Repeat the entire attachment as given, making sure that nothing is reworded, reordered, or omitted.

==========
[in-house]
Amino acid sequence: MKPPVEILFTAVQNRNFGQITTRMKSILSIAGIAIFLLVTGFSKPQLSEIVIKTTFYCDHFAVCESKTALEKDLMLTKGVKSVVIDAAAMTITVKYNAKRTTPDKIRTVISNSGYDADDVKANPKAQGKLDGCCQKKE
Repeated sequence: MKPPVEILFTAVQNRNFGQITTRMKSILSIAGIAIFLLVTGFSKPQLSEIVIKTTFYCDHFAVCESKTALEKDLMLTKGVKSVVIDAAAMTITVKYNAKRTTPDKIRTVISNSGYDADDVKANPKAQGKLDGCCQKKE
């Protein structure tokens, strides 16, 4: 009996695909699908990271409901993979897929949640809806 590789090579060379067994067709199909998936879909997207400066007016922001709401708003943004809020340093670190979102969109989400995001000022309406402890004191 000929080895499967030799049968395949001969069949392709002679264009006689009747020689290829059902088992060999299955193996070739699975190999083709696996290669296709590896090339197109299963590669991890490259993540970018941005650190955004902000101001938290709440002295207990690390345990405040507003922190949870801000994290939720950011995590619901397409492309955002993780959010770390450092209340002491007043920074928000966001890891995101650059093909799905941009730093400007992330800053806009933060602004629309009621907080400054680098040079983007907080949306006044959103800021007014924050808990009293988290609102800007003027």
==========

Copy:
[in-house]
Amino acid sequence: MKPPVEILFTAVQNRNFGQITTRMKSILSIAGIAIFLLVTGFSKPQLSEIVIKTTFYCDHFAVCESKTALEKDLMLTKGVKSVVIDAAAMTITVKYNAKRTTPDKIRTVISNSGYDADDVKANPKAQGKLDGCCQKKE
Repeated sequence: MKPPVEILFTAVQNRNFGQITTRMKSILSIAGIAIFLLVTGFSKPQLSEIVIKTTFYCDHFAVCESKTALEKDLMLTKGVKSVVIDAAAMTITVKYNAKRTTPDKIRTVISNSGYDADDVKANPKAQGKLDGCCQKKE
């Protein structure tokens, strides 16, 4: 009996695909699908990271409901993979897929949640809806 590789090579060379067994067709199909998936879909997207400066007016922001709401708003943004809020340093670190979102969109989400995001000022309406402890004191 000929080895499967030799049968395949001969069949392709002679264009006689009747020689290829059902088992060999299955193996070739699975190999083709696996290669296709590896090339197109299963590669991890490259993540970018941005650190955004902000101001938290709440002295207990690390345990405040507003922190949870801000994290939720950011995590619901397409492309955002993780959010770390450092209340002491007043920074928000966001890891995101650059093909799905941009730093400007992330800053806009933060602004629309009621907080400054680098040079983007907080949306006044959103800021007014924050808990009293988290609102800007003027």